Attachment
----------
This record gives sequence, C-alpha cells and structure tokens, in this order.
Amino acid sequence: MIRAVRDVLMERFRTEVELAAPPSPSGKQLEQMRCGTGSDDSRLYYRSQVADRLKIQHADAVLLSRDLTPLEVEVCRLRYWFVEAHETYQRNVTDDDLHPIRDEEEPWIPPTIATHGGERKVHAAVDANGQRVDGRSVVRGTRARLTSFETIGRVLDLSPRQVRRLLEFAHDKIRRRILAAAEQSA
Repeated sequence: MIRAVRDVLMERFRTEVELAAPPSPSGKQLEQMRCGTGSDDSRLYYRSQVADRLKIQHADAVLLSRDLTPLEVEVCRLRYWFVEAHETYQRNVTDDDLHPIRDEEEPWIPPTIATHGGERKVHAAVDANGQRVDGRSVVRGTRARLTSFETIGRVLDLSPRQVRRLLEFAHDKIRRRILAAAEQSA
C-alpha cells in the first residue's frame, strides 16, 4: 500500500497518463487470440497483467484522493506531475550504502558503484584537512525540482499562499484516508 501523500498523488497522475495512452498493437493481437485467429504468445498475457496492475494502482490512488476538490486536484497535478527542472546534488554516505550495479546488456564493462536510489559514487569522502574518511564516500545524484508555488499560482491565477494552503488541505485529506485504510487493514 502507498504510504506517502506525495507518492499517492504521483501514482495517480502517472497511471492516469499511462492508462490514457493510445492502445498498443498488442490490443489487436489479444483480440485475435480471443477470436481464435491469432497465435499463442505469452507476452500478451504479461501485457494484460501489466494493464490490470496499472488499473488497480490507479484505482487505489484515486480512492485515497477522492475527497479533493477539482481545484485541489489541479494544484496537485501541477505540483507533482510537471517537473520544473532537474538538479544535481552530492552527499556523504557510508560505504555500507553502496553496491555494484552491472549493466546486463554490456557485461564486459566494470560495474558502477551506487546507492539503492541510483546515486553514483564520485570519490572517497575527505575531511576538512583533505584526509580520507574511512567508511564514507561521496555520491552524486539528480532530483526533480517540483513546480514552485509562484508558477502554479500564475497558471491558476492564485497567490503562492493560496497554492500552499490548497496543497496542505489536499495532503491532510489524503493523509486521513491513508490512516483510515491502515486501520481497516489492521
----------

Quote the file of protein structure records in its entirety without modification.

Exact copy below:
This record gives sequence, C-alpha cells and structure tokens, in this order.
Amino acid sequence: MIRAVRDVLMERFRTEVELAAPPSPSGKQLEQMRCGTGSDDSRLYYRSQVADRLKIQHADAVLLSRDLTPLEVEVCRLRYWFVEAHETYQRNVTDDDLHPIRDEEEPWIPPTIATHGGERKVHAAVDANGQRVDGRSVVRGTRARLTSFETIGRVLDLSPRQVRRLLEFAHDKIRRRILAAAEQSA
Repeated sequence: MIRAVRDVLMERFRTEVELAAPPSPSGKQLEQMRCGTGSDDSRLYYRSQVADRLKIQHADAVLLSRDLTPLEVEVCRLRYWFVEAHETYQRNVTDDDLHPIRDEEEPWIPPTIATHGGERKVHAAVDANGQRVDGRSVVRGTRARLTSFETIGRVLDLSPRQVRRLLEFAHDKIRRRILAAAEQSA
C-alpha cells in the first residue's frame, strides 16, 4: 500500500497518463487470440497483467484522493506531475550504502558503484584537512525540482499562499484516508 501523500498523488497522475495512452498493437493481437485467429504468445498475457496492475494502482490512488476538490486536484497535478527542472546534488554516505550495479546488456564493462536510489559514487569522502574518511564516500545524484508555488499560482491565477494552503488541505485529506485504510487493514 502507498504510504506517502506525495507518492499517492504521483501514482495517480502517472497511471492516469499511462492508462490514457493510445492502445498498443498488442490490443489487436489479444483480440485475435480471443477470436481464435491469432497465435499463442505469452507476452500478451504479461501485457494484460501489466494493464490490470496499472488499473488497480490507479484505482487505489484515486480512492485515497477522492475527497479533493477539482481545484485541489489541479494544484496537485501541477505540483507533482510537471517537473520544473532537474538538479544535481552530492552527499556523504557510508560505504555500507553502496553496491555494484552491472549493466546486463554490456557485461564486459566494470560495474558502477551506487546507492539503492541510483546515486553514483564520485570519490572517497575527505575531511576538512583533505584526509580520507574511512567508511564514507561521496555520491552524486539528480532530483526533480517540483513546480514552485509562484508558477502554479500564475497558471491558476492564485497567490503562492493560496497554492500552499490548497496543497496542505489536499495532503491532510489524503493523509486521513491513508490512516483510515491502515486501520481497516489492521